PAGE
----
|Publication number||US5690601 A|
|Application number||US 08/660,858|
|Publication date||Nov 25, 1997|
|Filing date||Jun 10, 1996|
|Priority date||Jun 10, 1996|
|Publication number||08660858, 660858, US 5690601 A, US 5690601A, US-A-5690601, US5690601 A, US5690601A|
|Inventors||James A. Cummings, Arthur P. Burkart|
|Original Assignee||Marquip, Inc.|
|Export Citation||BiBTeX, EndNote, RefMan|
|Patent Citations (5), Referenced by (42), Classifications (20), Legal Events (7)|
|External Links: USPTO, USPTO Assignment, Espacenet|
The present invention pertains to an apparatus and related method for providing the fold lines in corrugated paperboard sheets and, more particularly, to an apparatus and method for more accurately forming the fold lines in a direction parallel to the flutes of the corrugated medium which fold lines define the corners of a corrugated box.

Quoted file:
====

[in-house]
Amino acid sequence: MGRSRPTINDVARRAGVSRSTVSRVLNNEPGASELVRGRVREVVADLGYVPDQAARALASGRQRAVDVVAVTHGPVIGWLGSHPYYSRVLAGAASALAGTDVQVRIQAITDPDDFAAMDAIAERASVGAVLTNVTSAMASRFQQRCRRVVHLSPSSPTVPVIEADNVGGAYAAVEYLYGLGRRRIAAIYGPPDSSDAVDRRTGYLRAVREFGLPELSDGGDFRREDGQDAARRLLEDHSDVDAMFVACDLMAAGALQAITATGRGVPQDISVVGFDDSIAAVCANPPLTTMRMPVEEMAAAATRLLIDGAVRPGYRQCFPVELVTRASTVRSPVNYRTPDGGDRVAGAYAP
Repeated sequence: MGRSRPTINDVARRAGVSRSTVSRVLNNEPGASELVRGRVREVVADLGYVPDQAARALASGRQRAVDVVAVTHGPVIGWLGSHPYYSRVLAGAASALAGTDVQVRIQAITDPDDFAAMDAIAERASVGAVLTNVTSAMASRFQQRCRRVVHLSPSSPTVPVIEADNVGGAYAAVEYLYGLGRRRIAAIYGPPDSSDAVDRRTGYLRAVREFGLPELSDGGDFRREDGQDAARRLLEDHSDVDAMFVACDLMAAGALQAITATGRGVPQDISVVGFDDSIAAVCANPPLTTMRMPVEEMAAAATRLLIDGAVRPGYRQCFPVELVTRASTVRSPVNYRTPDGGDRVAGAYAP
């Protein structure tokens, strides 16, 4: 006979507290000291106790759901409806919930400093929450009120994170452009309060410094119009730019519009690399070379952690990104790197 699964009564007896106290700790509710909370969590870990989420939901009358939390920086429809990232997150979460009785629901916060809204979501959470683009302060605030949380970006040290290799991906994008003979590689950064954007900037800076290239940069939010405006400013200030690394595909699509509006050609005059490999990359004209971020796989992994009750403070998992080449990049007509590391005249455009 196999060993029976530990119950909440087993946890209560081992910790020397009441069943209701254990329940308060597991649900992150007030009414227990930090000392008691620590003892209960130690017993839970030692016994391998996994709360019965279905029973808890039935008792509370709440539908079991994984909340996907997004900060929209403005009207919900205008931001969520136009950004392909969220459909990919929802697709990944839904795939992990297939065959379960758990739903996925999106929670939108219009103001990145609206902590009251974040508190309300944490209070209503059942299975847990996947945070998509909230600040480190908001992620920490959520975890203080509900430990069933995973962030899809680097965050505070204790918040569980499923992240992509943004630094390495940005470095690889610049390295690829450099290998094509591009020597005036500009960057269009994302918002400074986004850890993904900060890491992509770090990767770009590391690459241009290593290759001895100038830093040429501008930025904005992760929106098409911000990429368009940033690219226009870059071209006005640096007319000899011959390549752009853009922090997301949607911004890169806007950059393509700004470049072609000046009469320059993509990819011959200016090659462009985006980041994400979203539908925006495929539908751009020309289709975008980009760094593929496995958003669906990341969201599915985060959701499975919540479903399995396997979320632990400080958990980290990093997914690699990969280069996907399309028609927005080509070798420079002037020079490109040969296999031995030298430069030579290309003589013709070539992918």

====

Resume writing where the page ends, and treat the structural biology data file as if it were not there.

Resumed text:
Sheets of corrugated paperboard which are converted into corrugated paperboard boxes are typically run through a series of slitting, scoring and slotting operations and subsequently folded and glued to provide a flattened container or knocked down box (KDB). Initial slitting and scoring operations are typically performed on the corrugated paperboard web in the corrugator and in a direction perpendicular to the flutes of the corrugated medium. These preliminary slits typically define the lateral edges of the box blanks. The score lines, formed parallel to these longitudinal slits, typically define the fold lines for the closure flaps on the bottom and top of the boxes to be eventually formed from sheets cut from the web. The prescored sheets are taken from the corrugator, reoriented 90° about a vertical axis, and delivered serially into a folding and gluing apparatus in which parallel fold lines (perpendicular to the prescores) are formed which define what will eventually be the corners of the box, and the sheet is folded laterally on two of the corner fold lines and glued on one overlapping edge. The folding and gluing apparatus typically includes an upstream flexographic printer as well as slotting tools aligned with the corner scoring tools to provide the typical clearance for the flaps forming the box bottom and top. The entire apparatus is commonly referred to as a flexo-folder-gluer or simply a flexo.